A 14-year-old boy has been acquitted of pushing an eight-year-old on to railway lines in Birmingham.
He was found not guilty of two charges of doing an unlawful act with intent to endanger a person on the railway. A jury at Birmingham Crown Court deliberated for half-an-hour before reaching their verdicts.
Before leaving court the teenager was told by Judge Frank Chapman QC: "What you did that day was very silly. Just be a bit more careful in the future, particularly when you have the youngsters with you."
It had been alleged that the 14-year-old, from Small Heath, who had been in charge of the eight-year-old and his nine-year-old sister, had initially pushed the boy into a busy road and towards a canal. Neil Williams, prosecuting, said he had then taken the boy up a railway embankment in Bordesley and shoved him between rail tracks where he was forced to stand while two trains sped past.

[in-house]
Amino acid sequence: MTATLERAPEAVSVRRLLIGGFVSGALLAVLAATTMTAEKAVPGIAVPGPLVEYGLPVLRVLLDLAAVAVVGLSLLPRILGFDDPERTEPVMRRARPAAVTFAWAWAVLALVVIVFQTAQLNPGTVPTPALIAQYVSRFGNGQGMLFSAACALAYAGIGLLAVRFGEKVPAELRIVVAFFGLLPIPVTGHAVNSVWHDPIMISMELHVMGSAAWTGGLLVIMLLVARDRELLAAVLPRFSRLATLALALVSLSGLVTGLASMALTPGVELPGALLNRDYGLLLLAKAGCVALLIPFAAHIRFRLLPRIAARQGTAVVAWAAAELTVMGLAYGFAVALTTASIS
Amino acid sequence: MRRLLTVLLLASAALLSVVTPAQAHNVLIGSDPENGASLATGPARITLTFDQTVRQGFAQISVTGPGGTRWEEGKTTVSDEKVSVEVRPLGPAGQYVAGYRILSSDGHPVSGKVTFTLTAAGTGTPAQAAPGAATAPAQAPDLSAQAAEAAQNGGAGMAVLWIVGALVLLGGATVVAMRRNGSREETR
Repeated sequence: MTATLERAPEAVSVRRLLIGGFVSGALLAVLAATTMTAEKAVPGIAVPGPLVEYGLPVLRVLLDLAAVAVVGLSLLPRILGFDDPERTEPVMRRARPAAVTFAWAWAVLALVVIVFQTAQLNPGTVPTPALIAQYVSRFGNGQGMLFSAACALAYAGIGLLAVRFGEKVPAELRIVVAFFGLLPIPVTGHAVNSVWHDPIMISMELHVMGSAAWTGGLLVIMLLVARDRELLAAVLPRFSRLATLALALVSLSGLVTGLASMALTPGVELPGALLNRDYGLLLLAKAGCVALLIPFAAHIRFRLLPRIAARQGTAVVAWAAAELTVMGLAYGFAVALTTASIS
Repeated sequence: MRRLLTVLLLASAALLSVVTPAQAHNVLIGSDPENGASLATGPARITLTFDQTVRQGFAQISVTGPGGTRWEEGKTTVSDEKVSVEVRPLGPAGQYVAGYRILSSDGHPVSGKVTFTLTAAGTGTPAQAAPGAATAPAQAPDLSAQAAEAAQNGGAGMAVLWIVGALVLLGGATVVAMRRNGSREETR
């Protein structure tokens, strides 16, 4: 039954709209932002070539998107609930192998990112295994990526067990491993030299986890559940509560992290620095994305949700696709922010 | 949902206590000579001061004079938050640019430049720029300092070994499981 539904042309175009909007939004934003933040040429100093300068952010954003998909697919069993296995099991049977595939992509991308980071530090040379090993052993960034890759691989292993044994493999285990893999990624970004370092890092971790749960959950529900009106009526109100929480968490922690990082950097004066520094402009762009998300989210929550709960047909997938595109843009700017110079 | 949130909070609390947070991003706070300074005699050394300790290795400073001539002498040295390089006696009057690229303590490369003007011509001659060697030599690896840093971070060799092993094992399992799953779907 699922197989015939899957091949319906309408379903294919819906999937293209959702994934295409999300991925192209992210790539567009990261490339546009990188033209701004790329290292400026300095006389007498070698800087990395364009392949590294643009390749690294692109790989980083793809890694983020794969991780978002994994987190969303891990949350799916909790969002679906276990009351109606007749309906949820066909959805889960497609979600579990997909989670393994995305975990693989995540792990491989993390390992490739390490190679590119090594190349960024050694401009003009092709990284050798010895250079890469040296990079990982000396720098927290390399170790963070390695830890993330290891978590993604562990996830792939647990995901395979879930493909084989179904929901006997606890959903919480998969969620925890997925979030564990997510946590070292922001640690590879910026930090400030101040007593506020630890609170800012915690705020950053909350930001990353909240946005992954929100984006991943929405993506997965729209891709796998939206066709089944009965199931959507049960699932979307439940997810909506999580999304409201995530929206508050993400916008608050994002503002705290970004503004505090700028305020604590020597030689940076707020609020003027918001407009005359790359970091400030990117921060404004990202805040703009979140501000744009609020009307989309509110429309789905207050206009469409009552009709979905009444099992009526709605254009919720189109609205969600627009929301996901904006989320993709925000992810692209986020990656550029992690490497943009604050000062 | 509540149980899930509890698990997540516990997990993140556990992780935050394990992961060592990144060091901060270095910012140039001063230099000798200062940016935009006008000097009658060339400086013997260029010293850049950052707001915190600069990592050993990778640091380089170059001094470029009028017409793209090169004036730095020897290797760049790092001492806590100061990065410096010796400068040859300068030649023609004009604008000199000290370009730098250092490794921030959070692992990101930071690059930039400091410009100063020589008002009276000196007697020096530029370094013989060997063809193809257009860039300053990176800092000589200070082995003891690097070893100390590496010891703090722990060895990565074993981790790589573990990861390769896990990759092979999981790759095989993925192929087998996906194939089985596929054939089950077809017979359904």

However the defendant, who denied the charges, denied deliberately putting the alleged victim in danger at all.
He said they had gone to the railway and that he had "nudged'' the boy so he fell on to a rail but that he had not pushed him. He said he had not thrown any stones at trains.
Earlier, he said, he had crossed a busy road and the children had followed him and they had been to a canal, crossing it four times. He said he had not thought about the risk they might be taking but he denied having pushed the boy.